We offered drama class, singing and music. We are still offering dance classes every Wednesday morning and our dance teacher has been more involved in the generalist work of the NGO: offering to share her decorations skills with us, inviting our residents to her show, the residents have been really grateful for these specific attentions.

We had some workshops on singing and music (guitar, drum, etc.) and are now putting up posters in music schools in the neighborhood to find more volunteers to continue this activity.

Starting January, we will offer an additional dance class taught by a professional art therapy teacher, it will be a mix of contemporary and classical dance.

Most of our classes are full so we had to create additional groups. We make sure to follow up with the students to see their progress and orient them to which class is appropriate for which level. We were happy that two Afghan men that started learning English two months ago with Nadim (English for Dari/Farsi speakers) are now comfortable enough in English to volunteer at the Orange House doing shifts during the day.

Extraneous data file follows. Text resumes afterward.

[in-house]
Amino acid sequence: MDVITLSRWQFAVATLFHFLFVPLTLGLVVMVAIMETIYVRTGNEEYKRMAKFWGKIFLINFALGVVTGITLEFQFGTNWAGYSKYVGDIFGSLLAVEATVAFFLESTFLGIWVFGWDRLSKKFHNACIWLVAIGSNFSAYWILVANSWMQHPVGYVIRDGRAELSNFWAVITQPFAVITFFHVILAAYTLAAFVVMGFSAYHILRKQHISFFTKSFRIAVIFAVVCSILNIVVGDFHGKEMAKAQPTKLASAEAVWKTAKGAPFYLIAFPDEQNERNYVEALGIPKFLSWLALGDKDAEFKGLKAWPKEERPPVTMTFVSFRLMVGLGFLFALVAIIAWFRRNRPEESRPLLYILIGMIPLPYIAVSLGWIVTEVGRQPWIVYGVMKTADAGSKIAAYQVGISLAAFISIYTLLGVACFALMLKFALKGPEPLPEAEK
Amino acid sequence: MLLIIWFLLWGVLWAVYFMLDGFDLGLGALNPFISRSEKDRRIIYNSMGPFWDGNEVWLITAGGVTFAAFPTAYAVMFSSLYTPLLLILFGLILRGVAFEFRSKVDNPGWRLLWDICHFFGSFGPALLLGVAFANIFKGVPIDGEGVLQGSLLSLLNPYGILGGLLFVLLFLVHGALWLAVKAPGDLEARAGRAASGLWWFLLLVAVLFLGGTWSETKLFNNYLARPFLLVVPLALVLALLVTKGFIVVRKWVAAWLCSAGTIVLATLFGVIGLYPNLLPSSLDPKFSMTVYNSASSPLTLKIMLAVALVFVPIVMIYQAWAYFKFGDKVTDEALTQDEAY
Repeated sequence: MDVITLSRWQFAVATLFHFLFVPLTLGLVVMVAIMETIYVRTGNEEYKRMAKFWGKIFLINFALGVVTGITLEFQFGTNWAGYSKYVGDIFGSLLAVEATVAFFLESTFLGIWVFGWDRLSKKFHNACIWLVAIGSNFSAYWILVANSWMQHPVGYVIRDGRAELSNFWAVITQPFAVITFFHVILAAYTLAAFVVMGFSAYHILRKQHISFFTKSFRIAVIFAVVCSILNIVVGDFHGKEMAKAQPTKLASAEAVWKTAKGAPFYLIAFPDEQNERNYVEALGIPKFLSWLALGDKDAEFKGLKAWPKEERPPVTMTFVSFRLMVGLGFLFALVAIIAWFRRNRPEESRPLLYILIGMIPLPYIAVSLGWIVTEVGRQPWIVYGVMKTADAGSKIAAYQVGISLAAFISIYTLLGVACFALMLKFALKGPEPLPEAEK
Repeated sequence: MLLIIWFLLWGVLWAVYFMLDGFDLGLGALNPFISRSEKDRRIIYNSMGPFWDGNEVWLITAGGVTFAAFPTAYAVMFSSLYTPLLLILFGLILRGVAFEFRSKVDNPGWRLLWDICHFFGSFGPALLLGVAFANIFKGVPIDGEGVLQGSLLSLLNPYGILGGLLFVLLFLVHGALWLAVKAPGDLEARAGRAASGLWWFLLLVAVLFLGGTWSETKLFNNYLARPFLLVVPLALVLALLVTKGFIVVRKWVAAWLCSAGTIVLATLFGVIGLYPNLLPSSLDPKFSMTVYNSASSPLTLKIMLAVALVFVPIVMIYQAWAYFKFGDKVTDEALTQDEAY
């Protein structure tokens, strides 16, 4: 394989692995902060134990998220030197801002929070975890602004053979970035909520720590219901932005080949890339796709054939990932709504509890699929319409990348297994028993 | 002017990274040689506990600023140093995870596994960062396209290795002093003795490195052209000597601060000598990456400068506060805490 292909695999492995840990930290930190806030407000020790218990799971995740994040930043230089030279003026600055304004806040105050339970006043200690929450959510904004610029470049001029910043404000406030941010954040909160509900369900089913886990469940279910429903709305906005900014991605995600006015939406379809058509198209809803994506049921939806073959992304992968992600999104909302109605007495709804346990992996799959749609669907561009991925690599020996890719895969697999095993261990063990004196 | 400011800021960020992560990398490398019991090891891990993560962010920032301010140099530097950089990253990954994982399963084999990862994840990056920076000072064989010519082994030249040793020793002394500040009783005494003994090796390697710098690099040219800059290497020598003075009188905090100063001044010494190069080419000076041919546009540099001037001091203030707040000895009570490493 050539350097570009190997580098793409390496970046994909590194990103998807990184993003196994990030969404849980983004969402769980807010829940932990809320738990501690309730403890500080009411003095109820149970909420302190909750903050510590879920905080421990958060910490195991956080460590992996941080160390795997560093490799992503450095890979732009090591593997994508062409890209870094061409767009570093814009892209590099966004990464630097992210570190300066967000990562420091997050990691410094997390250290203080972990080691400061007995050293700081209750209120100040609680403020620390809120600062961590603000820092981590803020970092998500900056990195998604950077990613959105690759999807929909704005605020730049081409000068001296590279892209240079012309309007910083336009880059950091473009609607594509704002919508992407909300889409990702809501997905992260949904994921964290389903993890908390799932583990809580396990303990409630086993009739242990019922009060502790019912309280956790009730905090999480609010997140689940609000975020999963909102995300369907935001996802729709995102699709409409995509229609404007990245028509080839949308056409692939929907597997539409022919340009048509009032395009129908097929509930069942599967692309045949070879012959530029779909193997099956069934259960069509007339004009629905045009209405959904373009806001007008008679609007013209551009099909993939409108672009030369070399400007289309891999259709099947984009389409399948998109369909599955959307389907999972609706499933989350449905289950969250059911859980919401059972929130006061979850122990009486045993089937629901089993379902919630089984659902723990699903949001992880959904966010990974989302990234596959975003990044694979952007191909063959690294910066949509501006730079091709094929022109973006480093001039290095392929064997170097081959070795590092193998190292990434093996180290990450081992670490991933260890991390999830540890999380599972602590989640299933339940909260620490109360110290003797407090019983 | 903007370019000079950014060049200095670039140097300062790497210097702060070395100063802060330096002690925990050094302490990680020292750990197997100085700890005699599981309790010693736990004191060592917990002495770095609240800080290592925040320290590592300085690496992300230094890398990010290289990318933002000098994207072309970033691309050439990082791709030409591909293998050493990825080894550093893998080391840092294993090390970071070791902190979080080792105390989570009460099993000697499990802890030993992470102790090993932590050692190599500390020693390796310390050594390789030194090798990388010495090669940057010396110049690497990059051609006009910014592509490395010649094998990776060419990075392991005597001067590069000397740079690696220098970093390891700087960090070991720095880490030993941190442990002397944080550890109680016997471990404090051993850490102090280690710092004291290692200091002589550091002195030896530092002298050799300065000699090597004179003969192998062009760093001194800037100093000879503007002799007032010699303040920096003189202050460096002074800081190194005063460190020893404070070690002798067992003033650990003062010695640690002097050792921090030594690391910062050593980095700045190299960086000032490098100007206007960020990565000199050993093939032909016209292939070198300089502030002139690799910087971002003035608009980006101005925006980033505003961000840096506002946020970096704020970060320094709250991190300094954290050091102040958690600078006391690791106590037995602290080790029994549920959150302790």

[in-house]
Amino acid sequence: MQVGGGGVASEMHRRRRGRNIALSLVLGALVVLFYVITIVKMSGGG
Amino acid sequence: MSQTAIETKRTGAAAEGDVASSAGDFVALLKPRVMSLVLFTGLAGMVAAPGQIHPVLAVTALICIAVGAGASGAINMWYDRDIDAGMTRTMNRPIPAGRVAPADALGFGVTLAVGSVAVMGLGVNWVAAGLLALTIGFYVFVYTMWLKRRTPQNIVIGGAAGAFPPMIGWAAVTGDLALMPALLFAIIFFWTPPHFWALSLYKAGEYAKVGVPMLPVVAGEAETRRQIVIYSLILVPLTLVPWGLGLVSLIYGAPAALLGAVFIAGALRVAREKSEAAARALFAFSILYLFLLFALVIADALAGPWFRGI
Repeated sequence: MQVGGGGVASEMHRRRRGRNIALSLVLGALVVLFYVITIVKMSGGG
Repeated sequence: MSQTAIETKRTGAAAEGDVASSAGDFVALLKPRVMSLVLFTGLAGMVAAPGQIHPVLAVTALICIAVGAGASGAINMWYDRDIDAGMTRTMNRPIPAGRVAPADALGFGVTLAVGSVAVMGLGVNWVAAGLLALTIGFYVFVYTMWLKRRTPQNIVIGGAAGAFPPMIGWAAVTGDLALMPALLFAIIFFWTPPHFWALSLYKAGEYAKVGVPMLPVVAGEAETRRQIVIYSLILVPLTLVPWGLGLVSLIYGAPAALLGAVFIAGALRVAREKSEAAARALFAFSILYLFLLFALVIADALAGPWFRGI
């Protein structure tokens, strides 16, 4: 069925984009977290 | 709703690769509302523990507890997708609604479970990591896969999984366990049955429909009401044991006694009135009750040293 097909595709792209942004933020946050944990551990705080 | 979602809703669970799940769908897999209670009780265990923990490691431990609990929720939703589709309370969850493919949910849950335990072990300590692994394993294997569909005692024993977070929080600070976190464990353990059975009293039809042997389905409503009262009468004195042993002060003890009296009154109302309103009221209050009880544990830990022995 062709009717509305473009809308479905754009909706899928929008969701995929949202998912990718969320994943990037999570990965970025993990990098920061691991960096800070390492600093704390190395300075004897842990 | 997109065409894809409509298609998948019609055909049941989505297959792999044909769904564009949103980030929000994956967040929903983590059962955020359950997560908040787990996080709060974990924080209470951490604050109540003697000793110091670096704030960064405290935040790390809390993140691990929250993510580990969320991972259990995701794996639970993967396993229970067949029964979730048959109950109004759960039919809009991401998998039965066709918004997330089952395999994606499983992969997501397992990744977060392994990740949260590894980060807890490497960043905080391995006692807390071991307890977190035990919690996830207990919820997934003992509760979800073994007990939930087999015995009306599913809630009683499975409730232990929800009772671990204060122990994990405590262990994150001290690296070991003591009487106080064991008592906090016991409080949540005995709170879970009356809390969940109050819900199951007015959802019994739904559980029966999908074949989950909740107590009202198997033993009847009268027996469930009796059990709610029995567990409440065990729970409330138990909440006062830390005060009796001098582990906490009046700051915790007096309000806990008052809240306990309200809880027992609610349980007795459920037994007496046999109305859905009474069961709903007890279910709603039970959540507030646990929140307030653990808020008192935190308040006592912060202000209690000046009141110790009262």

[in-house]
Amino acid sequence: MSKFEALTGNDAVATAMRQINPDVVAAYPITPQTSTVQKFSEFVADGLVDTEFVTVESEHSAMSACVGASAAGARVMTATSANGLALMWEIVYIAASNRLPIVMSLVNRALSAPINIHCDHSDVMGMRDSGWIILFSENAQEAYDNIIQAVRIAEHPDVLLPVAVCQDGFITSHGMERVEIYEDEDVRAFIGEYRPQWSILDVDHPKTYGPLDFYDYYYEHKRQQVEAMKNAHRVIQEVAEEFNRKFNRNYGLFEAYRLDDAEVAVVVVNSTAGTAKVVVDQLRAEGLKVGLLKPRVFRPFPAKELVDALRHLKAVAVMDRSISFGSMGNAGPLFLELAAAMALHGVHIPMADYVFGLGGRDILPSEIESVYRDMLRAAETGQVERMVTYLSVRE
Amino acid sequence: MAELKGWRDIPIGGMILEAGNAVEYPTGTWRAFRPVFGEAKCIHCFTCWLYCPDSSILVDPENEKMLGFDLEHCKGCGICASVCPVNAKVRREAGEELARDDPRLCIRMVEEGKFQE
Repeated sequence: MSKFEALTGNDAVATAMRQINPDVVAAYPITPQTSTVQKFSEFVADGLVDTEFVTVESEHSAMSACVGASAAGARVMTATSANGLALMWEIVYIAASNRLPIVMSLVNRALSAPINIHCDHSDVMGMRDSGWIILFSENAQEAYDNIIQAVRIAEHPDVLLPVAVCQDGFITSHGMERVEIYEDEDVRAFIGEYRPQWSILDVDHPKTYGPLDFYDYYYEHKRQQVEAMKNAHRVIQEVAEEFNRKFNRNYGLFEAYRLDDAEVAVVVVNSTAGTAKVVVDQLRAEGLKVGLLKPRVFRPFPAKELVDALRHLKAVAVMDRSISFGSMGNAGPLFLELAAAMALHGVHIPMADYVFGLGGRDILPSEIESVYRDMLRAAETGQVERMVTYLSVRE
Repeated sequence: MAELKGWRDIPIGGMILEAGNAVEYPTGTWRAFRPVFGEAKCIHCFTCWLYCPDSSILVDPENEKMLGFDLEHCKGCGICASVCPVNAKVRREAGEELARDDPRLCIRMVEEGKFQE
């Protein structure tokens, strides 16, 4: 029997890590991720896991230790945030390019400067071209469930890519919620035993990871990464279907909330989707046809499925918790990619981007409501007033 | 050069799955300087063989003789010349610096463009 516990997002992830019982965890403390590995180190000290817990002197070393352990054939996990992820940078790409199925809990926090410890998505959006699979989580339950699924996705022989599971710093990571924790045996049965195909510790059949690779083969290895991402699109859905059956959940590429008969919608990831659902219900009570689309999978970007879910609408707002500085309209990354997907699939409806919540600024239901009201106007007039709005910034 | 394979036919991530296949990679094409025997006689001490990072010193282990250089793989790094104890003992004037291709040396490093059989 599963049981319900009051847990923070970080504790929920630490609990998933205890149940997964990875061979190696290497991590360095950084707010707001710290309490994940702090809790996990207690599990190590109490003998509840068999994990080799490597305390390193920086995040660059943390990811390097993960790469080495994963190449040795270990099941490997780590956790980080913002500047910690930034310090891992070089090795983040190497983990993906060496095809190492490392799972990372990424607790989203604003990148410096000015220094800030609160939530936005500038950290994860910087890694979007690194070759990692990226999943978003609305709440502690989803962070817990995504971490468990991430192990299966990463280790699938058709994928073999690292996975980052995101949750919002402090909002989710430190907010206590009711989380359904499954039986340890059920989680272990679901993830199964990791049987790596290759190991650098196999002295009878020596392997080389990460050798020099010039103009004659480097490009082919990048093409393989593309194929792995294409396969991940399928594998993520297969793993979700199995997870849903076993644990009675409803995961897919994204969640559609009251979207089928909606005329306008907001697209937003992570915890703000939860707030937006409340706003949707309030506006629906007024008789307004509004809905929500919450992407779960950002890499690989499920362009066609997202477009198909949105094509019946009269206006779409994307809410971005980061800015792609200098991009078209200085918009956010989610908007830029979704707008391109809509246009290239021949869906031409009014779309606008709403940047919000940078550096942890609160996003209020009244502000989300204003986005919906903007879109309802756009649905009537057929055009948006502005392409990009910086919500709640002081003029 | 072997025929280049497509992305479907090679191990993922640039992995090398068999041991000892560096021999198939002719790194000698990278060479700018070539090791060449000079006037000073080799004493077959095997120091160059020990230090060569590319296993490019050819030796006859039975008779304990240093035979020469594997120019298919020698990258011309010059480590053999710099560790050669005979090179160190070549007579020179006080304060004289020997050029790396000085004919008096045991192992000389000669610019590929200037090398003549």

We are getting more men from Oinofyta camp during the day coming for English classes mostly, but also for German and French. As the camp is far, they usually spend the whole day at the Orange House.